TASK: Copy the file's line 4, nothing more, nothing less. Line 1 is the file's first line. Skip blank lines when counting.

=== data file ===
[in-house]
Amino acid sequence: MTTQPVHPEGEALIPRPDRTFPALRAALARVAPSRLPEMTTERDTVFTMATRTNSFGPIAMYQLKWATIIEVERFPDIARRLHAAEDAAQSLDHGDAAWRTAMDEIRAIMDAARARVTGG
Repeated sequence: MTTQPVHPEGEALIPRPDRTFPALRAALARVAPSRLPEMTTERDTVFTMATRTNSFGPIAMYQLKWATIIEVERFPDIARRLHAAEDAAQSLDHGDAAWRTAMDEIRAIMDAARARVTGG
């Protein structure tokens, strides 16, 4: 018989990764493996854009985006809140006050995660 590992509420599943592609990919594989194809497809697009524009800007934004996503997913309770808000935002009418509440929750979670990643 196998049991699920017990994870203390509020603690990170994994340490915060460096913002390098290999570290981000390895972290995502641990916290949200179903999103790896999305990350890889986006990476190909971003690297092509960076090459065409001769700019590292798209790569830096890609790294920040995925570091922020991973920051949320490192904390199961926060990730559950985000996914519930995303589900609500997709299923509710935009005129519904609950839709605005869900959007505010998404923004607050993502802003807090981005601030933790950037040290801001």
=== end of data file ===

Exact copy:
């Protein structure tokens, strides 16, 4: 018989990764493996854009985006809140006050995660 590992509420599943592609990919594989194809497809697009524009800007934004996503997913309770808000935002009418509440929750979670990643 196998049991699920017990994870203390509020603690990170994994340490915060460096913002390098290999570290981000390895972290995502641990916290949200179903999103790896999305990350890889986006990476190909971003690297092509960076090459065409001769700019590292798209790569830096890609790294920040995925570091922020991973920051949320490192904390199961926060990730559950985000996914519930995303589900609500997709299923509710935009005129519904609950839709605005869900959007505010998404923004607050993502802003807090981005601030933790950037040290801001």